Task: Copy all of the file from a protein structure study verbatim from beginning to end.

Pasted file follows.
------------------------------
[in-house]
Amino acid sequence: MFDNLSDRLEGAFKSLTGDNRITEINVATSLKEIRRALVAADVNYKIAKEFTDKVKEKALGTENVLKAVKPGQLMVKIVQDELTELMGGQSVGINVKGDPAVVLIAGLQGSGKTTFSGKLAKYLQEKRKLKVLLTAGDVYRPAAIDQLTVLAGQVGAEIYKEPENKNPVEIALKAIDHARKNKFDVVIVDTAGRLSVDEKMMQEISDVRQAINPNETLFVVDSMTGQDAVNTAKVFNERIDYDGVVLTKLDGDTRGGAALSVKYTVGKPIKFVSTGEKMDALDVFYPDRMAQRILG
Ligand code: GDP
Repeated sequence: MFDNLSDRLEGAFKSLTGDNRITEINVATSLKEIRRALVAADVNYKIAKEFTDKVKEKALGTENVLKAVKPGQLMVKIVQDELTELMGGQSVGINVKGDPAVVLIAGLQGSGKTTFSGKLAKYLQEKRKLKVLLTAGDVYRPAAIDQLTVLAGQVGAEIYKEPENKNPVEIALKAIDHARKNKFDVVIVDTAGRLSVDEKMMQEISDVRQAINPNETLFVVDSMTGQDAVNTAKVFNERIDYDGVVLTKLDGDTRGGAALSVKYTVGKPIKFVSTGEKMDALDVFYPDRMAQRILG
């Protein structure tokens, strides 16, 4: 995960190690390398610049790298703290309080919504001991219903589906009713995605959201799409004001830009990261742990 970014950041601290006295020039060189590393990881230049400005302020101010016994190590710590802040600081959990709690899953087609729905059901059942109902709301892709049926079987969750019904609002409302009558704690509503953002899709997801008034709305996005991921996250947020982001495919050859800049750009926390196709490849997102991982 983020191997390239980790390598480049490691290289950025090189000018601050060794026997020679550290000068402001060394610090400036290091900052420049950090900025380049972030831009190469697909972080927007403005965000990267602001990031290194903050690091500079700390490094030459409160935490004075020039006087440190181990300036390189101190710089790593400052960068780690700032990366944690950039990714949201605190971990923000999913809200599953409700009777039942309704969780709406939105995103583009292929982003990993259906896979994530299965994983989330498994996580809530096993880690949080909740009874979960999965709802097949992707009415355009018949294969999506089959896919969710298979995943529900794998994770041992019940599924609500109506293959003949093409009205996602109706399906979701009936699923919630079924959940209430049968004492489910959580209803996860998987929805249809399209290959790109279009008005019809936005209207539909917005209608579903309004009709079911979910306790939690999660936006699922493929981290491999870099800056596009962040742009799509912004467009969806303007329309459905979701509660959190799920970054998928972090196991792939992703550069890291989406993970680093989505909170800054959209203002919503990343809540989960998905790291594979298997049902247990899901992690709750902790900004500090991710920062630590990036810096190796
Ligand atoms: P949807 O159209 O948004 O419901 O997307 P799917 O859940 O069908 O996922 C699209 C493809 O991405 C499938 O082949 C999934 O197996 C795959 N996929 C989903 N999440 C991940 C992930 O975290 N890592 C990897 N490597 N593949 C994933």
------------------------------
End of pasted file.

[in-house]
Amino acid sequence: MFDNLSDRLEGAFKSLTGDNRITEINVATSLKEIRRALVAADVNYKIAKEFTDKVKEKALGTENVLKAVKPGQLMVKIVQDELTELMGGQSVGINVKGDPAVVLIAGLQGSGKTTFSGKLAKYLQEKRKLKVLLTAGDVYRPAAIDQLTVLAGQVGAEIYKEPENKNPVEIALKAIDHARKNKFDVVIVDTAGRLSVDEKMMQEISDVRQAINPNETLFVVDSMTGQDAVNTAKVFNERIDYDGVVLTKLDGDTRGGAALSVKYTVGKPIKFVSTGEKMDALDVFYPDRMAQRILG
Ligand code: GDP
Repeated sequence: MFDNLSDRLEGAFKSLTGDNRITEINVATSLKEIRRALVAADVNYKIAKEFTDKVKEKALGTENVLKAVKPGQLMVKIVQDELTELMGGQSVGINVKGDPAVVLIAGLQGSGKTTFSGKLAKYLQEKRKLKVLLTAGDVYRPAAIDQLTVLAGQVGAEIYKEPENKNPVEIALKAIDHARKNKFDVVIVDTAGRLSVDEKMMQEISDVRQAINPNETLFVVDSMTGQDAVNTAKVFNERIDYDGVVLTKLDGDTRGGAALSVKYTVGKPIKFVSTGEKMDALDVFYPDRMAQRILG
């Protein structure tokens, strides 16, 4: 995960190690390398610049790298703290309080919504001991219903589906009713995605959201799409004001830009990261742990 970014950041601290006295020039060189590393990881230049400005302020101010016994190590710590802040600081959990709690899953087609729905059901059942109902709301892709049926079987969750019904609002409302009558704690509503953002899709997801008034709305996005991921996250947020982001495919050859800049750009926390196709490849997102991982 983020191997390239980790390598480049490691290289950025090189000018601050060794026997020679550290000068402001060394610090400036290091900052420049950090900025380049972030831009190469697909972080927007403005965000990267602001990031290194903050690091500079700390490094030459409160935490004075020039006087440190181990300036390189101190710089790593400052960068780690700032990366944690950039990714949201605190971990923000999913809200599953409700009777039942309704969780709406939105995103583009292929982003990993259906896979994530299965994983989330498994996580809530096993880690949080909740009874979960999965709802097949992707009415355009018949294969999506089959896919969710298979995943529900794998994770041992019940599924609500109506293959003949093409009205996602109706399906979701009936699923919630079924959940209430049968004492489910959580209803996860998987929805249809399209290959790109279009008005019809936005209207539909917005209608579903309004009709079911979910306790939690999660936006699922493929981290491999870099800056596009962040742009799509912004467009969806303007329309459905979701509660959190799920970054998928972090196991792939992703550069890291989406993970680093989505909170800054959209203002919503990343809540989960998905790291594979298997049902247990899901992690709750902790900004500090991710920062630590990036810096190796
Ligand atoms: P949807 O159209 O948004 O419901 O997307 P799917 O859940 O069908 O996922 C699209 C493809 O991405 C499938 O082949 C999934 O197996 C795959 N996929 C989903 N999440 C991940 C992930 O975290 N890592 C990897 N490597 N593949 C994933």